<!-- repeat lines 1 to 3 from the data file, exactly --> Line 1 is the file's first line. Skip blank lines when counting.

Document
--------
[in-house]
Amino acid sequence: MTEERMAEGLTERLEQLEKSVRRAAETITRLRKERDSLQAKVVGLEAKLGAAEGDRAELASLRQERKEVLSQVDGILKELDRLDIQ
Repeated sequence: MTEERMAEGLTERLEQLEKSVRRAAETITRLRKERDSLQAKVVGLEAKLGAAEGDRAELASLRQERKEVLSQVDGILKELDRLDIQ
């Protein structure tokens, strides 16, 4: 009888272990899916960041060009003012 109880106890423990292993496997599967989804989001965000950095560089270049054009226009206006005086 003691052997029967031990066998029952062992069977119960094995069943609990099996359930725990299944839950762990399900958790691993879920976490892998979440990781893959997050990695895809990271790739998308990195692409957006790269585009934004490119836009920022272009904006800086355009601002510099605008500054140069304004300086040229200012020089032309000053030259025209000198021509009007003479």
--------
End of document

[in-house]
Amino acid sequence: MTEERMAEGLTERLEQLEKSVRRAAETITRLRKERDSLQAKVVGLEAKLGAAEGDRAELASLRQERKEVLSQVDGILKELDRLDIQ
Repeated sequence: MTEERMAEGLTERLEQLEKSVRRAAETITRLRKERDSLQAKVVGLEAKLGAAEGDRAELASLRQERKEVLSQVDGILKELDRLDIQ